From emails to banking to social media to shopping and donating, the average person spends almost half of their day online. The reality is: many of these sites hold information that’s kept secure with a user-generated password.
A string of 5 to 16 characters is all that keeps hackers from accessing your information. That’s why it’s so crucial that online users implement password security best practices and create strong passwords for every account they use.
We’ve compiled a list of key statistics to help you understand the current state of password security.
Password Security Statistics
73% of online accounts are protected by duplicate passwords
54% of people use 5 or fewer passwords across their online accounts
90% of user-generated passwords are vulnerable to hacking
98% of accounts can be accessed from 10,000 of the most common passwords
Password Security Best Practices
Use At Least 8 Characters
Longer passwords take more time to crack. Experts suggest users create passwords that contain at least 8 characters. However, the ideal password should be closer to 16 characters long, including a mix of lowercase and uppercase letters, numbers, and symbols.
Avoid Names and Dictionary Words
While stringing together a few words might seem like a strong password, it’s in fact very easy to crack. With password cracking software, hackers can run through common dictionary words within a matter of hours. Users should create passwords with random characters that have no meaning.
Don't make your password personal
Often users create passwords using their name, birthday, and other personal characteristics because they’re easy to remember. The problem with these passwords is that information like names and birthday’s can easily be found by doing a quick Google search.
Stay away from patterns and predictable formulas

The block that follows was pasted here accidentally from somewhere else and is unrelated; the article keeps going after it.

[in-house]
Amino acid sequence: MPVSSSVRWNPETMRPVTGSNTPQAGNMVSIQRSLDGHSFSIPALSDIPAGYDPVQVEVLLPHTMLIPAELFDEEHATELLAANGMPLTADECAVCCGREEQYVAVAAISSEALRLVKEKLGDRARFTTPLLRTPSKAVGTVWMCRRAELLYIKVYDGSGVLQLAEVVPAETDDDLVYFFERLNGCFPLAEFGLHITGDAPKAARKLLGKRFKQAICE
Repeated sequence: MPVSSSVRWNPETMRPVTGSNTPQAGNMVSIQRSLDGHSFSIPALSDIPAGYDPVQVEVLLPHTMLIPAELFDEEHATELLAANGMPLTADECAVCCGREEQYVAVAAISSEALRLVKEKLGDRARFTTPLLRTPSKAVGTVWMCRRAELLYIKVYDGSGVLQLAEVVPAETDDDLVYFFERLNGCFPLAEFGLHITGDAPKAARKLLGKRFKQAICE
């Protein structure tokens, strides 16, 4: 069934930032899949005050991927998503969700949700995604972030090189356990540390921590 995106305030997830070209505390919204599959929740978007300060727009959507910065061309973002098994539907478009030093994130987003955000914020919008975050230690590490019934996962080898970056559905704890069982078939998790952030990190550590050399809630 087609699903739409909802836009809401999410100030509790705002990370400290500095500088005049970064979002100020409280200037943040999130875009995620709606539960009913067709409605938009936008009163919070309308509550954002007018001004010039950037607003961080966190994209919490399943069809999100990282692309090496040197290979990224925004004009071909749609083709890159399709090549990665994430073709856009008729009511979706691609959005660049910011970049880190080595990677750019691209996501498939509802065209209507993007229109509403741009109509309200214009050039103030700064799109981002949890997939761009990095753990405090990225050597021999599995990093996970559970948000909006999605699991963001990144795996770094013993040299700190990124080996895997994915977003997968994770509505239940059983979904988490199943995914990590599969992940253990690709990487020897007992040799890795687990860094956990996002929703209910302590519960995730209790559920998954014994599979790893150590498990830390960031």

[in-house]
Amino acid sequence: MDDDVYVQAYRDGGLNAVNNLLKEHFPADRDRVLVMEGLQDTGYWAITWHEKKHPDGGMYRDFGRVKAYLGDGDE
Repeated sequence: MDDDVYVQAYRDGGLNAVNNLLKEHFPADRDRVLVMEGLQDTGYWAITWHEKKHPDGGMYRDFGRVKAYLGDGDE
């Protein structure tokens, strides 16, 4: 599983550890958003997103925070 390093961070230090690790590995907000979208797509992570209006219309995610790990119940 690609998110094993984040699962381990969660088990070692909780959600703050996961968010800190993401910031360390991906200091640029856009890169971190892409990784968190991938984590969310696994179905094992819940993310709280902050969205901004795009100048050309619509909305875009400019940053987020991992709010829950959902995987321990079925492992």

Generally, when users create a password, they follow a common formula: pick a word, capitalize the first letter, add a number, and add a common symbol at the end. These types of patterns are obvious to guess and should be avoided when creating passwords.
Store accounts in a password manager
Password managers like LastPass, KeePass, and Keeper allow users to store and organize their passwords. These applications often come with tools to help you generate more secure passwords, auto-fill forms, and much more. Using these tools only requires an individual to remember one password: the one for his or her manager account.
Create unique passwords for all accounts
One of the biggest mistakes that users make is replicating the same or very similar passwords on multiple accounts. As a result, cracking one password will lead to a domino effect that allows hackers entry into multiple accounts with little effort. All of your accounts should use different passwords that follow the best practices mentioned.
Common Challenges Associated With Password Security
Passwords are difficult to remember
Let’s face it: even if you followed all the rules and created a strong password, you still have to be able to remember your password for it to be efficient. The average user has around 27 accounts, and it can be difficult creating a unique password for each, much less trying to keep track of which password goes to with what account.
Of course, you can always use a password manager, but even these tools are risky. If someone cracks your universal password, they’ll have access to all the accounts stored on your manager.
Password security checkers don’t work
It’s often recommended that people use a password checker to test the strength of their passwords. These tools can also be found on many websites during the account-making process. While password checkers have good intentions, the results are usually inconsistent and misleading.
For example, the password “Jessica1234567” passes many of the most common password checkers, however, it breaks many of the rules. Using personal information like a name and a string of guessable numbers makes this password easy to crack.
All the hard work is placed on the user
When users create an account, they’re tasked with coming up with a secure password. Creating a complex password takes time and even then your information isn’t completely protected. If the company’s data is compromised, hackers can easily gain access to your account information.